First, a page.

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Ulster University uncovers first ever profile of deaths by suicide

Professor Siobhan O’Neill Professor Siobhan O’Neill

New research at Ulster University has uncovered a pressing need for suicide prevention work to specifically target people in Northern Ireland who have difficult life experiences.

In the first study of its kind in the UK looking at events prior to death over a 6 year period, Ulster University researchers studied over 1,660 Coroners files which record suicides and undetermined deaths in Northern Ireland.

The study has provided an analysis of gender differences across a number of risk factors including: prior suicidal behaviour, communications, substance abuse, employment status and life events prior to death.

The results showed almost half (47.2 per cent) of the deceased had prior suicide attempts and almost one fifth (18 per cent) were known to have made two or more suicide attempts prior to the fatal event.

There was evidence of alcohol in 56 per cent of the cases and that this was most common among young males. In addition, 8.2 per cent of people were recorded as having had difficulties with substance use.

Employment status was identified as a potential key factor in deaths by suicide, particularly for males. The data showed that at least half (50.3 per cent) were known to be unemployed, have employment related problems or financial concerns. A third were found to be employed (35 per cent). Just over half (50.1 per cent) of those who were employed, were known to have a mental health disorder.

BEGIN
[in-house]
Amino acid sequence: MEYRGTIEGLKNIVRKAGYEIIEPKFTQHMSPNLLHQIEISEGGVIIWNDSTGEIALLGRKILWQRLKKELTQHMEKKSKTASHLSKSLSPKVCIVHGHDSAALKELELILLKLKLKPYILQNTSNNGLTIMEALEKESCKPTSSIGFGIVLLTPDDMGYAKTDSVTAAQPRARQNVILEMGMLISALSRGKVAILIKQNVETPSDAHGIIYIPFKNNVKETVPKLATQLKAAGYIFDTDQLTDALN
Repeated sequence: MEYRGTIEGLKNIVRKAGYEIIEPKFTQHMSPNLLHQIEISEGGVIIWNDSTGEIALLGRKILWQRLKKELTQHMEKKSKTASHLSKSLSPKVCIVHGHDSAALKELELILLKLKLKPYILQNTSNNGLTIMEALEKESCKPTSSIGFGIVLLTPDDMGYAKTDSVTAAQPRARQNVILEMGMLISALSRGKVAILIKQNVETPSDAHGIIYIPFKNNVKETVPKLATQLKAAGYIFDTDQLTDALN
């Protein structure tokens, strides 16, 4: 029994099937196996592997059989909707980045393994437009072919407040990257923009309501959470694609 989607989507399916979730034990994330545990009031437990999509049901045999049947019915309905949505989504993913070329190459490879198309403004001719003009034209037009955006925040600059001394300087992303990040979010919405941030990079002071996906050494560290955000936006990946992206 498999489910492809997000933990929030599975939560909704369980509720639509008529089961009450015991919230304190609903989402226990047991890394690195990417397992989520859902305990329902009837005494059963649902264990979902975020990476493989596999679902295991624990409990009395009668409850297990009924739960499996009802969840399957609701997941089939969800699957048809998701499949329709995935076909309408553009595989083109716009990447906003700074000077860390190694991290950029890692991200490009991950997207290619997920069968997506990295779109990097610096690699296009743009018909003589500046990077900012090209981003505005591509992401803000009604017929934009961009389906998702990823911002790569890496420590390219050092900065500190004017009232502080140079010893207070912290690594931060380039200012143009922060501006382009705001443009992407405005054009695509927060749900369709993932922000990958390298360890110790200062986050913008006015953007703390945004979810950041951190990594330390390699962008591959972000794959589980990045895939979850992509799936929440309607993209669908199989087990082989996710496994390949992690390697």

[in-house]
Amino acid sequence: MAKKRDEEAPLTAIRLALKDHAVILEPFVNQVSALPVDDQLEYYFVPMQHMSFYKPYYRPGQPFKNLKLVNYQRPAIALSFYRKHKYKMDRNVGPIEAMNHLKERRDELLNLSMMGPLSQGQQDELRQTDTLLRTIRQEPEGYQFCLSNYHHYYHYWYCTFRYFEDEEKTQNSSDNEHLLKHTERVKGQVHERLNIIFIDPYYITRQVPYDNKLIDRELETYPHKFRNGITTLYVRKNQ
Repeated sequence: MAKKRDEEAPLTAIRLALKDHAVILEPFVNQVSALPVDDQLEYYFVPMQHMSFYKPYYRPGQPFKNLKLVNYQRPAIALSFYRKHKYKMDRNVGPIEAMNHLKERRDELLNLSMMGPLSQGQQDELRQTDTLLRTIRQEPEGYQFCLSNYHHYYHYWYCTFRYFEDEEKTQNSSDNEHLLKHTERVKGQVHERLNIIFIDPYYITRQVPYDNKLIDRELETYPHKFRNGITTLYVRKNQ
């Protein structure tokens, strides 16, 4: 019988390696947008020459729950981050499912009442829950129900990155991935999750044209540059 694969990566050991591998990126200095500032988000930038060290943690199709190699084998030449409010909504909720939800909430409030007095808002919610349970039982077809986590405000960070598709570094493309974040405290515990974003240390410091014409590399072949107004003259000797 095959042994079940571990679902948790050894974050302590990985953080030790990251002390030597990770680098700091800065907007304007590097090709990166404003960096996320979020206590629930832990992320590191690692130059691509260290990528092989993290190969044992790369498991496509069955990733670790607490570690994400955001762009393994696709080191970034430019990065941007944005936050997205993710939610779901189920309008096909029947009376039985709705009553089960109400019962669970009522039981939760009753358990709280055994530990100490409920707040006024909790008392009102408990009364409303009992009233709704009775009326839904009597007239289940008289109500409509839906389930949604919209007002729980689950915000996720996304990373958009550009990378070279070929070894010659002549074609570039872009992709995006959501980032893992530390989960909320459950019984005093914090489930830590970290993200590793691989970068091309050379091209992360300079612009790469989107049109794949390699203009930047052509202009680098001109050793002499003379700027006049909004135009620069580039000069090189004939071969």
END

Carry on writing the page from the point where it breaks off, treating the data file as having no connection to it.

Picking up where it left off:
The study also analysed the types of life events associated with suicide. 61 per cent of cases recorded adverse events, and most had multiple and complex combinations of experiences. The most common category was relationship breakdown and interpersonal difficulties (40.3 per cent) followed by financial/employment crisis (12.8 per cent). More than 1 in 10 (12 per cent) had also recorded events relating to experiences of death, grief or illness of, among others, spouse, family members and romantic partners.

Handwritten notes were the most common means of communication with one third (30.6 per cent) communicating their intent, 22.8 per cent of whom were males and 23.1 per cent of females. 4.5 per cent sent text messages, the majority of whom were males under 40 years. Females, however, were more likely to make a telephone call.

Ulster University's Professor Siobhan O'Neill said: "The circumstances surrounding death by suicide can give us insight into the factors affecting suicide risk in Northern Ireland.

"Suicide is an important and preventable cause of mortality and these results go a long way to help understand prior suicidal indicators and help the identification of measures that could be taken to prevent such deaths.

"We need to target mental health in the workplace and encourage people to come forward and talk about their emotions and difficult experiences. We also need to provide help for those facing uncertainly and hopelessness as a result of employment difficulties, unemployment and financial crisis.

"It is really important that services for people who have adverse life events and suicidal thoughts are retained and promoted. Many of those at greatest risk do not identify themselves as having a mental illness and are not likely to present to mental health services to help them with, what they perceive are difficult life circumstances."